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Intern Spotlight: Lorraine Barnes

For CSUN senior Lorraine Barnes, Hillel 818 has been a place of self-discovery. She always knew she wanted to find a Jewish community filled with people more similar to herself, saying, “The thing that made me want to be part of Hillel was a desire to be part of a Jewish community with people my age. I had heard about Hillel from a woman back home. She told me, ‘Oh, you’re going to CSUN, right? You should join Hillel 818, they’re really great, they’re really fun. I was part of them, I’m an alumni of there.’ I had a coffee chat with Max and then I went to an event. Junior year was really, really rough but once things calmed down going into senior year the number one goal I had was that I wanted to go to Hillel more. It’s nice there, it’s fun there, I want to be part of it more, and that’s exactly what I did.”

While she may not have spent as much time during college at Hillel as she wanted, her senior year is now packed with socializing with others and getting involved in different opportunities at Hillel 818. One of those opportunities is the internship program at Hillel, which gives students paid, real-world experience creating programs and learning new skills. “[My internship] forced me to come out of my shell that I had sort of defaulted to,” she shared. “A lot of the time I was like, ‘Oh, it’s fine. I don’t need to go to this social event, I’ll probably be okay,’ but then I always regretted it later. Now I think, ‘Well this is a Hillel event, I should go. If I don’t have a conflict, I should go.’ It’s been helping me get out there and reaching into my Jewish identity more.”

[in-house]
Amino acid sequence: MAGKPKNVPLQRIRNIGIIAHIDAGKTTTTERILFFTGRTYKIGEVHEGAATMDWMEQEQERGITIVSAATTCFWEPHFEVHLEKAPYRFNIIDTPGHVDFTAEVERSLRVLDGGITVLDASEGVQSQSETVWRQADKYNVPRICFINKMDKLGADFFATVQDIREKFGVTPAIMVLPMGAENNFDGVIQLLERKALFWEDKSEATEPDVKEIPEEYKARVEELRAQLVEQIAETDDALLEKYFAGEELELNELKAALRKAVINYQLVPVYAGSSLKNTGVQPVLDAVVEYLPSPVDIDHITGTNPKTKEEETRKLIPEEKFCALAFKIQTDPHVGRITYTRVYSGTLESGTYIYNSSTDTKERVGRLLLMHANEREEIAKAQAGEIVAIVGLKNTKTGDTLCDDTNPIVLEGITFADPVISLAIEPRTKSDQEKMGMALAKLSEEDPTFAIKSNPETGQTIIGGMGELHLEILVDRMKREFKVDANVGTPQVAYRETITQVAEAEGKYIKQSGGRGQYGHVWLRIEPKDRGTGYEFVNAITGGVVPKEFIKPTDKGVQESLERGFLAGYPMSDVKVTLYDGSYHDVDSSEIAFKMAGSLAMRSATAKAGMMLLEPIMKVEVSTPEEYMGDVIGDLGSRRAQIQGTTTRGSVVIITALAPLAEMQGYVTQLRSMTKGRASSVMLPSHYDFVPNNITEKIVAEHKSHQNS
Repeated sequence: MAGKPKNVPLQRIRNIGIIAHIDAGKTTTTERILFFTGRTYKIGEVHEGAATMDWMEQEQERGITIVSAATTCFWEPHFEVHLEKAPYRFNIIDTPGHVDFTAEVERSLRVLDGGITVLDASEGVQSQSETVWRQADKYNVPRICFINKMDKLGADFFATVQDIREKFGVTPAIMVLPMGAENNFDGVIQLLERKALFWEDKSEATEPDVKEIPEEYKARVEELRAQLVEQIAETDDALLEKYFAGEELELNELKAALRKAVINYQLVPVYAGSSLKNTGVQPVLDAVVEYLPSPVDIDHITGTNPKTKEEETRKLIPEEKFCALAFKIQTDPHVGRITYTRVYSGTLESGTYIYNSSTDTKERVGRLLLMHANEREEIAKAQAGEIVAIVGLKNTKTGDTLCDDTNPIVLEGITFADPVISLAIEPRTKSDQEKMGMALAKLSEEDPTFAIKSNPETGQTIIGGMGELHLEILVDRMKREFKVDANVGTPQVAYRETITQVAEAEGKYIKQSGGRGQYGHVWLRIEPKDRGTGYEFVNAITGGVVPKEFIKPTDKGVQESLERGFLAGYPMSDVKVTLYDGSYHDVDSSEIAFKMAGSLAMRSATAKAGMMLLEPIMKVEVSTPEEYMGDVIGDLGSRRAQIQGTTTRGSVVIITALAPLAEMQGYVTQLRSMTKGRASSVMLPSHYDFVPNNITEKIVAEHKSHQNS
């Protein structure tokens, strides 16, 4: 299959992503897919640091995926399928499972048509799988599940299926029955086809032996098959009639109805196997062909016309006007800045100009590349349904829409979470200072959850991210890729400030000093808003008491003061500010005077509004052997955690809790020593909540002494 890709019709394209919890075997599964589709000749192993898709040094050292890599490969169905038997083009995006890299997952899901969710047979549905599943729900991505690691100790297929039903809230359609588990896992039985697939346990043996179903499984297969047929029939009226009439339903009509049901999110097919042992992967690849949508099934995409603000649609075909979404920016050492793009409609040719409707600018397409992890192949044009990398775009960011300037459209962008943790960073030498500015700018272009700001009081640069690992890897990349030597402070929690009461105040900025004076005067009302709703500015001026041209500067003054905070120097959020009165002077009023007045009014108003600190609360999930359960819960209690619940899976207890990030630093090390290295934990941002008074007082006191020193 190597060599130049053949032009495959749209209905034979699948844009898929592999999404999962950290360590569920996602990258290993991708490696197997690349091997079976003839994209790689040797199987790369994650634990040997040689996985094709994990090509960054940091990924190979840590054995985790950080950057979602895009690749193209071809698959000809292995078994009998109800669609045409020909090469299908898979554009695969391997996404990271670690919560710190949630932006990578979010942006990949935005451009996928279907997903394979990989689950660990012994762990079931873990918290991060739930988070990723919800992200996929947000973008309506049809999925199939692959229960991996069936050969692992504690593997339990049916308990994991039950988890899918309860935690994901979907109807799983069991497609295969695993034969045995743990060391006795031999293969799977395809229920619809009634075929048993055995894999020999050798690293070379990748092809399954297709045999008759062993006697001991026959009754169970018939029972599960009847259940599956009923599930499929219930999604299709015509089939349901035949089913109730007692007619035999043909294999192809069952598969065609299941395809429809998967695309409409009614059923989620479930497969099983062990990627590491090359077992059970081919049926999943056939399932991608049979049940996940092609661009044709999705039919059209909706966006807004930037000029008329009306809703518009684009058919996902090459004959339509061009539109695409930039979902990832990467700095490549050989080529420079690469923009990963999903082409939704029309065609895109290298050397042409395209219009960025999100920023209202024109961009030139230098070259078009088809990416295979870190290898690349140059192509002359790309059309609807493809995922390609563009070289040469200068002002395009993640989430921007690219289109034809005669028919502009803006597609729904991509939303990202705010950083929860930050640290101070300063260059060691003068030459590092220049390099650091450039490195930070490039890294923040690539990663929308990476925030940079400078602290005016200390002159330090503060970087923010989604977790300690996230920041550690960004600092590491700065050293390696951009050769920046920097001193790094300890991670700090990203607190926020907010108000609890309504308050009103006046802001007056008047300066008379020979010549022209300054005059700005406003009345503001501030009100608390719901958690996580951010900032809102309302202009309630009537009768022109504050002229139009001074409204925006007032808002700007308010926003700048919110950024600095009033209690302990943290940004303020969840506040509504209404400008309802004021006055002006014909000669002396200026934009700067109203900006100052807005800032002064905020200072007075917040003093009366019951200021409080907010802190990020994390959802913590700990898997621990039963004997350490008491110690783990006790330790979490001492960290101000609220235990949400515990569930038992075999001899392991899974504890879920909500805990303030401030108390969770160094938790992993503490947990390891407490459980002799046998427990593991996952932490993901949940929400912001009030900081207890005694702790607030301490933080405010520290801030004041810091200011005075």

Being an intern and kehillah (community) leader has helped further develop her people skills. “I’m an engagement intern and also part of the games kehillah. I’m loving hosting events and being able to connect to other people who have overlapping interests has been great. I’m also in charge of LGBTQIA+ engagement, and meeting other queer Jews has been really important for me. In my hometown growing up I was one of the only out, queer Jewish young adults. Having other people with a similar Jewish identity and interests has made it easier to build a community. I think to myself, ‘Oh I’m not alone, there are tons of people like me! This is fine and normal,’ it is really comforting. I have a lot more planned for next semester and I’m really looking forward to it.”

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